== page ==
Toxic chemicals in household products linked to $340B in health costs

A new study published in The Lancet Diabetes and Endocrinology estimates chemicals found in household products — such as plastic bottles, detergents and flame retardants — cost the U.S. more than $340 billion in annual healthcare fees and lost earnings as a result of illness.

For the study, researchers examined blood samples and urine analyses containing endocrine-disrupting chemicals from Americans participating in the National Health and Nutrition Examination Survey. Endocrine disruptors, often found in household products, interfere with the body's hormone system and cause negative developmental, reproductive, neurological and immune effects, reports Reuters.

Using this data, researchers estimated the total costs linked to the chemicals — in terms of the direct cost of treatment for people sickened by the chemicals and the indirect costs of lost productivity or earnings associated with not being able to work — and compared the findings to a similar European study.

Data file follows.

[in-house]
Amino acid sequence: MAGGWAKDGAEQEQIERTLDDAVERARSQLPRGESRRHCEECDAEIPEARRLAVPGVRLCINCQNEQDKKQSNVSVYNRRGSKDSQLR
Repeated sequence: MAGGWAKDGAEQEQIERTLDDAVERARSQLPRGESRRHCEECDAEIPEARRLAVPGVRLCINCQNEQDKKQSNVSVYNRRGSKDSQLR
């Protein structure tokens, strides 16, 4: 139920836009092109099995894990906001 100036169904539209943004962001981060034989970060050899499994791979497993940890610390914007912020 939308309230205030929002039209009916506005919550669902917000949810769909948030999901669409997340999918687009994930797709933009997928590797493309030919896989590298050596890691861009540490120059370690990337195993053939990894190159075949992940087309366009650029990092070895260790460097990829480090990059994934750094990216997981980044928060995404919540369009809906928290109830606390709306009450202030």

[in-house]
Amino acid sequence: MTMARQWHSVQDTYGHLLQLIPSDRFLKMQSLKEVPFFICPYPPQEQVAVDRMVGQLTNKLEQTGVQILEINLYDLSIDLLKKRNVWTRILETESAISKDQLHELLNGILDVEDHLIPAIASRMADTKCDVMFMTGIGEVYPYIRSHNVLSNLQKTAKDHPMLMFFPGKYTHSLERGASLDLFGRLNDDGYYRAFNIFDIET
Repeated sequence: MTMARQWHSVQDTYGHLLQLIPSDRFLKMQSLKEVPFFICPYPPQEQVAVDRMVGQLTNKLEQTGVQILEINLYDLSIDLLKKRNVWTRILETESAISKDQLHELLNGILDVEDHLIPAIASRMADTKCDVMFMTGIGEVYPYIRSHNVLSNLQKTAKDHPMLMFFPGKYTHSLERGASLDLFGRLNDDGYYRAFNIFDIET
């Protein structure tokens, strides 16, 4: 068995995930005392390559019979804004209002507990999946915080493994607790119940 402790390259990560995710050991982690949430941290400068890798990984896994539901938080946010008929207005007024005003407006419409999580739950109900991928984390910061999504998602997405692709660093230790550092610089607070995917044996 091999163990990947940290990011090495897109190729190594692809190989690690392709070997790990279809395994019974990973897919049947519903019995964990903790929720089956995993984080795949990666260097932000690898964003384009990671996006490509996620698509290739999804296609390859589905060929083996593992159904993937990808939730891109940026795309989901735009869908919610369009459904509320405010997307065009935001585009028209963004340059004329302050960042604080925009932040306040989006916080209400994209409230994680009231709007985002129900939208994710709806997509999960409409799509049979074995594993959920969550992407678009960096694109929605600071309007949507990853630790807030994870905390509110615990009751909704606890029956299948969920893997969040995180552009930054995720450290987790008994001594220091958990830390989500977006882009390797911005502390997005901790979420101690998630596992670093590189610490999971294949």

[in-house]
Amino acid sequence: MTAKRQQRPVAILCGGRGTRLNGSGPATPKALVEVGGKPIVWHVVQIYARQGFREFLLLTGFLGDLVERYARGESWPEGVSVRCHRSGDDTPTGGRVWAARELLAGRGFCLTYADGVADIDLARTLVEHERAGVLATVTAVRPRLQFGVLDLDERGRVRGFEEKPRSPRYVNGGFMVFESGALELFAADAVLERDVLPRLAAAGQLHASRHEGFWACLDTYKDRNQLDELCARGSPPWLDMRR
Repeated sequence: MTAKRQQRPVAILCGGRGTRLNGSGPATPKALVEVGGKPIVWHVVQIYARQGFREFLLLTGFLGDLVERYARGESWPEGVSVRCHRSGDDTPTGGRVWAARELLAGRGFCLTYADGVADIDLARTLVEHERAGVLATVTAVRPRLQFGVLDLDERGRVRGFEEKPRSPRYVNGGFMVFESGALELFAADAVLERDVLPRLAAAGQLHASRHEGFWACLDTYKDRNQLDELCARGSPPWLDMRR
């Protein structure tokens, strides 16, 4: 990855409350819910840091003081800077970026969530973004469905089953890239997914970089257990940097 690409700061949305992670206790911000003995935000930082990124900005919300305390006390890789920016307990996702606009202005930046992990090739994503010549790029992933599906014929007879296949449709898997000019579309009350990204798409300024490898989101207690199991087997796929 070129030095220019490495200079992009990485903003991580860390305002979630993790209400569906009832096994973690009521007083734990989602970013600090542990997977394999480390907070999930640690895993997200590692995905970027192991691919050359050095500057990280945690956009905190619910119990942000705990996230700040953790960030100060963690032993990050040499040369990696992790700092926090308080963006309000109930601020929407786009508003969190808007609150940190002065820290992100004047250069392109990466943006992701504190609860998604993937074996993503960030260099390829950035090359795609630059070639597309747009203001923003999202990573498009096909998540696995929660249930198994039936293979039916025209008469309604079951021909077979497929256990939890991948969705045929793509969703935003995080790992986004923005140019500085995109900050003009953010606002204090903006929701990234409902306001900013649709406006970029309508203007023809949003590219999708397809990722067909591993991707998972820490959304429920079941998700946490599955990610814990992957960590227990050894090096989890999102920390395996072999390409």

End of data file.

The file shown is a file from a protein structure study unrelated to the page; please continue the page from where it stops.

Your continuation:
Researchers estimated the U.S. pays about $340 billion per year as a result of these chemicals, about twice the annual estimated cost in the European Union ($163 million), where stricter regulations may limit people's exposure to the chemicals, the researchers said.

"These findings speak to the large health and economic benefits to regulating endocrine-disrupting chemicals," said Leonardo Trasande, MD, senior study author and researcher at New York University Langone Medical Center in New York City, according to Reuters.

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